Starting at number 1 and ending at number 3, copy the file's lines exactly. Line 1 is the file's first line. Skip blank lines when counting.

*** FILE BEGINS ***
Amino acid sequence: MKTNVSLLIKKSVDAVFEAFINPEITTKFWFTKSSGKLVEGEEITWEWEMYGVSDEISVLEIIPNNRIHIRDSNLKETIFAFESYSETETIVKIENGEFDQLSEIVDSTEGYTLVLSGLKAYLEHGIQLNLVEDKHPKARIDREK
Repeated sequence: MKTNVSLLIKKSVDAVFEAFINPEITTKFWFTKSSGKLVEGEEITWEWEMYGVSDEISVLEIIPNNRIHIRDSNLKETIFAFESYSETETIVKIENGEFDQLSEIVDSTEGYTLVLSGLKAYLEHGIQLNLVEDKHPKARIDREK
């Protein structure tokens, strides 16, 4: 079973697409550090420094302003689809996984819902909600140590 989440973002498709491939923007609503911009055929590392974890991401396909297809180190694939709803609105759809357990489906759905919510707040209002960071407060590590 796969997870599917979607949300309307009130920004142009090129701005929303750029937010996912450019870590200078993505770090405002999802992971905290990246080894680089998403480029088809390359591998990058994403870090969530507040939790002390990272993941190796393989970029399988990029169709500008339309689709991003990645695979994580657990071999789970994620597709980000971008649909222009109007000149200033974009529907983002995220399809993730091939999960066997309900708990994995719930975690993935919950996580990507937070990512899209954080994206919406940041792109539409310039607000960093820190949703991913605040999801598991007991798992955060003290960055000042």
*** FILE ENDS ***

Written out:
Amino acid sequence: MKTNVSLLIKKSVDAVFEAFINPEITTKFWFTKSSGKLVEGEEITWEWEMYGVSDEISVLEIIPNNRIHIRDSNLKETIFAFESYSETETIVKIENGEFDQLSEIVDSTEGYTLVLSGLKAYLEHGIQLNLVEDKHPKARIDREK
Repeated sequence: MKTNVSLLIKKSVDAVFEAFINPEITTKFWFTKSSGKLVEGEEITWEWEMYGVSDEISVLEIIPNNRIHIRDSNLKETIFAFESYSETETIVKIENGEFDQLSEIVDSTEGYTLVLSGLKAYLEHGIQLNLVEDKHPKARIDREK
């Protein structure tokens, strides 16, 4: 079973697409550090420094302003689809996984819902909600140590 989440973002498709491939923007609503911009055929590392974890991401396909297809180190694939709803609105759809357990489906759905919510707040209002960071407060590590 796969997870599917979607949300309307009130920004142009090129701005929303750029937010996912450019870590200078993505770090405002999802992971905290990246080894680089998403480029088809390359591998990058994403870090969530507040939790002390990272993941190796393989970029399988990029169709500008339309689709991003990645695979994580657990071999789970994620597709980000971008649909222009109007000149200033974009529907983002995220399809993730091939999960066997309900708990994995719930975690993935919950996580990507937070990512899209954080994206919406940041792109539409310039607000960093820190949703991913605040999801598991007991798992955060003290960055000042």